Review / photos: Machine Gun Kelly, Tech N9ne close out the Hawaiian Village at Tampa's Stadium Green Iguana
The clock has been ticking on the venue since Monday, when it was announced the Green Iguana would be bulldozed following Wednesday’s concert to make way for yet another car dealership on Dale Mabry Highway. Forget Tropical Storm Debby; an audience of Juggalos, Technicians and PowerRagers could be just as destructive.
Tech N9ne’s nightmarish hip-hop seemed a fitting way to say goodbye. It made sense that opening act ¡Mayday! spent parts of their set referencing the apocalypse. And it came as no surprise whatsoever that Machine Gun Kelly pretty much tried to incite a riot, attempting to smash out windows and telling the crowd: “This is the last night this venue will be standing. F--- this place up.”
Not that the Hawaiian Village needed a ton of help in that regard. The idea of a big, outdoor rock club in Tampa makes a lot of sense, but there’s only so much you can do with a converted Days Inn courtyard, even when you truck in thousands of dollars of sand. It still looks like the sort of place Jesse Pinkman might go on spring break.
And yet for two years, the place had a pretty good run, hosting concerts by the likes of Rise Against, Korn and Anthrax, along with very successful DayGlow parties and DJ sets by Paul Oakenfold and Pauly D. It seemed to be working ... until, one day, it didn't.
Although Wednesday’s Hostile Takeover Tour was headlined by Tech N9ne and designed as a showcase for the outsider-art rappers on his Strange Music label, the most interesting name on the bill was Bad Boy/Interscope’s Machine Gun Kelly, a.k.a. MGK, a.k.a. Richard Baker, who’s had himself quite the year in Tampa Bay.
First there was that incident in St. Petersburg in January, in which the Cleveland rapper got into an alleged bar brawl and was later sued by a bouncer. Then came his performance at Wild Splash, where he stole the show by climbing atop the scaffolding in front of thousands of fans. And next month, he’ll return to St. Pete for the Vans Warped Tour.
At this point, MGK may think he needs to top himself every time he comes to town. Rail-thin, sinewy and tagged with tats all over, the rapper announced to the crowd: “I don’t give a f--- if we are in an abandoned hotel room … We will give these goddamn motherf---ers what they want.”
For a guy whose boss is Sean “Diddy” Combs, he borrows heavily from the old-school-punk playbook, thrashing and headbanging his way through I Know and clutching a mic stand like Iggy Pop on See My Tears. It’s an aesthetic that plays to his strengths – intense delivery, stage daredevilry, even a bit of humility.
But he also showed a lighter, more boisterous side. He joked with a heckler, thoughtfully gave “a shout-out to the hurricane that didn’t hit us today,” and admitted that before the show, he took a leak behind one of the palm trees in the courtyard. (Why not, right?) And he didn’t stop there.
Midway through the set, he brought five women onstage, practically announcing his intention to sex them all up right then and there (what else would you expect from a guy whose Twitter bio almost begins with, “I like threesomes”?). Then he stripped down to his underpants for a cover of Blink-182’s What’s My Age Again?, during which he played air guitar using both a cymbal stand and one of the women.
After diving into the crowd during his anthem Wild Boy, he decided he still hadn’t given them enough. Re-emphasizing that the venue was about to close, he ominously demanded “something hard” be passed his way. Then he got the idea to roam offstage and up to the hotel’s second-floor balcony, at which point he grabbed a metal panel and smashed it against a window … which thankfully remained intact. No matter. “Break everything you see, motherf---er!” MGK yelled at the crowd. “Break it all! F--- this place!” Then he returned to the stage and once again scaled the 25-foot scaffolding, dangling upside down for his final song.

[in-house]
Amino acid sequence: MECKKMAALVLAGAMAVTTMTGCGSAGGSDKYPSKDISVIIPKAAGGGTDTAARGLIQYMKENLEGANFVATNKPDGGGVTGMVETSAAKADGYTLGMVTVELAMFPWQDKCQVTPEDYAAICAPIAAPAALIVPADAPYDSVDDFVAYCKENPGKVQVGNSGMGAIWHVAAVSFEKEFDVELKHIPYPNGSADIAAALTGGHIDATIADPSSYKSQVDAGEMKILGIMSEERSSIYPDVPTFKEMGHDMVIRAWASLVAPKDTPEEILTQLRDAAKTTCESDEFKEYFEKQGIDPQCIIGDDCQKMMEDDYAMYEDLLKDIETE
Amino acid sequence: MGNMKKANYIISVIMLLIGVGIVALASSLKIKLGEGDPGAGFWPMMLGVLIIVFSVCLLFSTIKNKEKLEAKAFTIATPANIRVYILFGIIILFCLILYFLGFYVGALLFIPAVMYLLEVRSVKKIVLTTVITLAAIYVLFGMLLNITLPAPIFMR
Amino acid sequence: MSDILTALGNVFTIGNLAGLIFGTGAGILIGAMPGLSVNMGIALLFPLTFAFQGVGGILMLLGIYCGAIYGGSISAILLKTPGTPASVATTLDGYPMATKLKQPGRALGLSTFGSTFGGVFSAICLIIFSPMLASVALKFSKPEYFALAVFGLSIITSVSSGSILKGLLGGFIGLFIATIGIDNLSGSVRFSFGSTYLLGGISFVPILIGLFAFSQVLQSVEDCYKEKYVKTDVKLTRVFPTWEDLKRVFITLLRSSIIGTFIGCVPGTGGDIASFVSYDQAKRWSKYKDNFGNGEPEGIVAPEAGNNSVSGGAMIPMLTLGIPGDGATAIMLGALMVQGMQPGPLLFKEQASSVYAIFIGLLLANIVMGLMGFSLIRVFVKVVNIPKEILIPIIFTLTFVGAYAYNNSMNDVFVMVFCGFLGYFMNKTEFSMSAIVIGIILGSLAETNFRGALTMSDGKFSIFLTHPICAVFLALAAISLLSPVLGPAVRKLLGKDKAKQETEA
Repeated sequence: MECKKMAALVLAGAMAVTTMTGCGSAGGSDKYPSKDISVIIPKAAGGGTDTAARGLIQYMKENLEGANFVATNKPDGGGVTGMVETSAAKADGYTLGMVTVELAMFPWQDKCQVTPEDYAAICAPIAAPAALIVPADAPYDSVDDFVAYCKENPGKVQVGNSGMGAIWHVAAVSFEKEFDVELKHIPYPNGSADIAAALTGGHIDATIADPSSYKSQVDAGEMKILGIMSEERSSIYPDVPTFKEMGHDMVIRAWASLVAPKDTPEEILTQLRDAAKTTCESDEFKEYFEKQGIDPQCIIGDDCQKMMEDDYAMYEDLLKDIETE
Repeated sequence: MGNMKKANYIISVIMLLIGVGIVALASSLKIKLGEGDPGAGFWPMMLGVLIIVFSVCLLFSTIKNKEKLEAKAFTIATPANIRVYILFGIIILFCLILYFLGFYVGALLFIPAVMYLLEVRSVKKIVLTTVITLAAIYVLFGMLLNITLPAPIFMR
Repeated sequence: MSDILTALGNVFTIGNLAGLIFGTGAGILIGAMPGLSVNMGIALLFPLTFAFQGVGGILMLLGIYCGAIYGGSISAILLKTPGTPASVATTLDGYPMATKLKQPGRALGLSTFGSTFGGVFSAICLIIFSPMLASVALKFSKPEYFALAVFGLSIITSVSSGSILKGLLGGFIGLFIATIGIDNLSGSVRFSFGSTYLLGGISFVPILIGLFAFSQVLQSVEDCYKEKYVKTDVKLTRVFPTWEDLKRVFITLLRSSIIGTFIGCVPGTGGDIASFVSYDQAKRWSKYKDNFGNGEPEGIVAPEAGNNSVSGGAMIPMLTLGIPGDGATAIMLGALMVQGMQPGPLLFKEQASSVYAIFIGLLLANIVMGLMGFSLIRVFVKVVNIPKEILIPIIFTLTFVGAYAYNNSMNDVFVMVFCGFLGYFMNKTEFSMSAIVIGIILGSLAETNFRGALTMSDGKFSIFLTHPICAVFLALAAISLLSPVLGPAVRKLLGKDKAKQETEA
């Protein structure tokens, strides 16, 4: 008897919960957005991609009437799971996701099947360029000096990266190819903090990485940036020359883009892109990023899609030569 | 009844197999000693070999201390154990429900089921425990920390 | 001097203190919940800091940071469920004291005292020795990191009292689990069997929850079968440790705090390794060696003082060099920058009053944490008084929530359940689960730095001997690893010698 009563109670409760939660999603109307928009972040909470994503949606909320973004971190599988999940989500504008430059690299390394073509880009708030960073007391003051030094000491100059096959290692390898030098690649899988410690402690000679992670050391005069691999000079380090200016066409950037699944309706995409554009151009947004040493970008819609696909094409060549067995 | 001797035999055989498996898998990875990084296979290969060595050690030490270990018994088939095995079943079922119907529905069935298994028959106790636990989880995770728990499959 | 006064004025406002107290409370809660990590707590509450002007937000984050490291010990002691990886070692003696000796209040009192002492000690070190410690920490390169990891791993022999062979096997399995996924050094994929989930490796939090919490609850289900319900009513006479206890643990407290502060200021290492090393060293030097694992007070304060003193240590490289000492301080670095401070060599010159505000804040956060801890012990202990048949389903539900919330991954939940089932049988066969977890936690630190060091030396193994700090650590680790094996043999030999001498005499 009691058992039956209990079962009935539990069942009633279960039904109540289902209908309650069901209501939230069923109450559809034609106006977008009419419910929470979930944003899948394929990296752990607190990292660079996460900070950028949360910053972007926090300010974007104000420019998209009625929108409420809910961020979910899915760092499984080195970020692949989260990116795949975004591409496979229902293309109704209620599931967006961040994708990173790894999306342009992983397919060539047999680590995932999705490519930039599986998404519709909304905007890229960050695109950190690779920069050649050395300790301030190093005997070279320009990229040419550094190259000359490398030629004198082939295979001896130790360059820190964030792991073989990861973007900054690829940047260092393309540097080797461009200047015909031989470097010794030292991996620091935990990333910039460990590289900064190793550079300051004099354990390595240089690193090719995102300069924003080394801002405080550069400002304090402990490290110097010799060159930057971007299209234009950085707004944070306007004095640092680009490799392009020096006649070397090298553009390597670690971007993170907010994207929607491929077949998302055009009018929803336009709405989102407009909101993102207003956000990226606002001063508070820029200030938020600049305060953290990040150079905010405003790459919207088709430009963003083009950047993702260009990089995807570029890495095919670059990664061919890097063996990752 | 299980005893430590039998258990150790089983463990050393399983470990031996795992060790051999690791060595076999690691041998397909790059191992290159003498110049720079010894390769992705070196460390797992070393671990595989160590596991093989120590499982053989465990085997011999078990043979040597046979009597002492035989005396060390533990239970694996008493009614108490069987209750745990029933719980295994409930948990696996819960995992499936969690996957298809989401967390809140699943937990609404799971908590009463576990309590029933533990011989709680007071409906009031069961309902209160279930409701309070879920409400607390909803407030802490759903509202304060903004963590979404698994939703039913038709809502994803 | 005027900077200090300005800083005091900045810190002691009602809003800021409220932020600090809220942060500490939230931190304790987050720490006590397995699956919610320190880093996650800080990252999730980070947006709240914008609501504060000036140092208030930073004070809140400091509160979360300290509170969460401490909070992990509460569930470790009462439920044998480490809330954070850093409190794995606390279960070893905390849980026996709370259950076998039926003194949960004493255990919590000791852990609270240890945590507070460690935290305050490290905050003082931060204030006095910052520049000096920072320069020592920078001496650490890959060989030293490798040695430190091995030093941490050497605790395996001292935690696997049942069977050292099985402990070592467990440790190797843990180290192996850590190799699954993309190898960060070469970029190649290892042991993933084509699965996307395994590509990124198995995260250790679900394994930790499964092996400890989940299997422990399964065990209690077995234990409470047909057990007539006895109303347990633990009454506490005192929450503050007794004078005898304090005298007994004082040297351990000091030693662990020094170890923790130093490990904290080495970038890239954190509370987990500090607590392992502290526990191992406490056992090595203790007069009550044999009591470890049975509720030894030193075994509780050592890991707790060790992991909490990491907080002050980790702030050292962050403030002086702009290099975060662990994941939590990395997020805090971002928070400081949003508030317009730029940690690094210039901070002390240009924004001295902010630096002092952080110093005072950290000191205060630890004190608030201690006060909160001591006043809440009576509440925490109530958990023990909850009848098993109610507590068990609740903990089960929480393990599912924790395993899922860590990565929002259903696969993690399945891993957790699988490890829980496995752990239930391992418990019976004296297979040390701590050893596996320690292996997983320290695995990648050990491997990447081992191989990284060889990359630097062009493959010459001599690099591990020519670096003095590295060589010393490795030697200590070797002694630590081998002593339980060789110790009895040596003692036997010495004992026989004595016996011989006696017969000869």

After a tour de force like that, Tech N9ne’s headlining performance could only come as a bit of a letdown, though certainly not for a lack of talent. The veteran Kansas City MC is one of independent rap’s true superstars, and one of its most gifted lyricists, period. The man’s endlessly multisyllabic rhymes, delivered with verve and creative flair, are in a class with Eminem’s. Slacker, Midwest Choppers and Welcome to the Midwest were jaw-dropping displays of breathless dexterity.
Too bad too many of Tech’s jams rely on spooky horrorcore gimmicks. (The retro-’90s bounce of Bout ta’ Bubble was a delightful exception.) He’s a friend of Insane Clown Posse – he spent the whole show in a white facepaint mask – and too many of the tracks he performed with cohort Krizz Kaliko (above right) on Wednesday relied on creepy samples (cue the Halloween theme on Psycho Bitch) and creaky music-box effects. Tech deserves all the credit in the world for doing it his own way, but man, if the guy ever just decided to take a break from his weird little world and write singles for the hip-hop mainstream, you wonder how far he’d go. Maybe we should all take up a collection to get him to record with Dr. Luke. (Just kidding, Technicians. But maybe Rick Rubin?)
At the end of the night, there was no rioting, nor was there much nostalgia over the Hawaiian Village’s demise. There were fights in the moshpit, calls for girls to bare their chests, lots of drinking and smoking and dancing, even a couple of PG-13 skinny-dips in the courtyard pool – but no hand-wringing or fond reminiscing. It was a concert. Nothing more.
As a guy overheard outside the venue afterward put it: “I spent $30 to see Machine Gun Kelly try to smash a window, and he was too weak to do it.”
That about sums up the Hawaiian Village in a nutshell: Full of potential, but ultimately anticlimactic.
And still, in a strange way, worth remembering.
-- Jay Cridlin, tbt*. Photos: Luis Santana, tbt*